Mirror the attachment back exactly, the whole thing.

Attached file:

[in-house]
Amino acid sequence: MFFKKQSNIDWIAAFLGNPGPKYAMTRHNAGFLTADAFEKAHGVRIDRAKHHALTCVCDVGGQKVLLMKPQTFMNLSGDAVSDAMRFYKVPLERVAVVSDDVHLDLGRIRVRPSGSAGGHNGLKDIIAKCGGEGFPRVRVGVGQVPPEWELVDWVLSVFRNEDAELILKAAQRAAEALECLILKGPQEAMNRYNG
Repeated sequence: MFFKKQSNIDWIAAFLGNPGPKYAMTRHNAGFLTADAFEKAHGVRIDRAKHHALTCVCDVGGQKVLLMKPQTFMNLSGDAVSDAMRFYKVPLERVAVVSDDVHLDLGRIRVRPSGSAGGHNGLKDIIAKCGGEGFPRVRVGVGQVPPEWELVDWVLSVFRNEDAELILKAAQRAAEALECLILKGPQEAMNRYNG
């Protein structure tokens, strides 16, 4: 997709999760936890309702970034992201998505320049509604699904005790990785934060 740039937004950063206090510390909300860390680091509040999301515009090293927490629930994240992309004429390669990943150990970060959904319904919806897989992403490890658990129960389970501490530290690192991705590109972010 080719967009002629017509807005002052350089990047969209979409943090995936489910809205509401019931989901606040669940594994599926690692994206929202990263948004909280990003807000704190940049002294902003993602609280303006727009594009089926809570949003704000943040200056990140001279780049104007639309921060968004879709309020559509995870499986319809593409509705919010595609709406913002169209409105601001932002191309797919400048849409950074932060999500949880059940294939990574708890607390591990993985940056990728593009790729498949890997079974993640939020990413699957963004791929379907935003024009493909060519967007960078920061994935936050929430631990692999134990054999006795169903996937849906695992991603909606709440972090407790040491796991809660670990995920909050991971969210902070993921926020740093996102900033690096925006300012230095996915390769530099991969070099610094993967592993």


[in-house]
Amino acid sequence: MFFKKQSNIDWIAAFLGNPGPKYAMTRHNAGFLTADAFEKAHGVRIDRAKHHALTCVCDVGGQKVLLMKPQTFMNLSGDAVSDAMRFYKVPLERVAVVSDDVHLDLGRIRVRPSGSAGGHNGLKDIIAKCGGEGFPRVRVGVGQVPPEWELVDWVLSVFRNEDAELILKAAQRAAEALECLILKGPQEAMNRYNG
Repeated sequence: MFFKKQSNIDWIAAFLGNPGPKYAMTRHNAGFLTADAFEKAHGVRIDRAKHHALTCVCDVGGQKVLLMKPQTFMNLSGDAVSDAMRFYKVPLERVAVVSDDVHLDLGRIRVRPSGSAGGHNGLKDIIAKCGGEGFPRVRVGVGQVPPEWELVDWVLSVFRNEDAELILKAAQRAAEALECLILKGPQEAMNRYNG
């Protein structure tokens, strides 16, 4: 997709999760936890309702970034992201998505320049509604699904005790990785934060 740039937004950063206090510390909300860390680091509040999301515009090293927490629930994240992309004429390669990943150990970060959904319904919806897989992403490890658990129960389970501490530290690192991705590109972010 080719967009002629017509807005002052350089990047969209979409943090995936489910809205509401019931989901606040669940594994599926690692994206929202990263948004909280990003807000704190940049002294902003993602609280303006727009594009089926809570949003704000943040200056990140001279780049104007639309921060968004879709309020559509995870499986319809593409509705919010595609709406913002169209409105601001932002191309797919400048849409950074932060999500949880059940294939990574708890607390591990993985940056990728593009790729498949890997079974993640939020990413699957963004791929379907935003024009493909060519967007960078920061994935936050929430631990692999134990054999006795169903996937849906695992991603909606709440972090407790040491796991809660670990995920909050991971969210902070993921926020740093996102900033690096925006300012230095996915390769530099991969070099610094993967592993």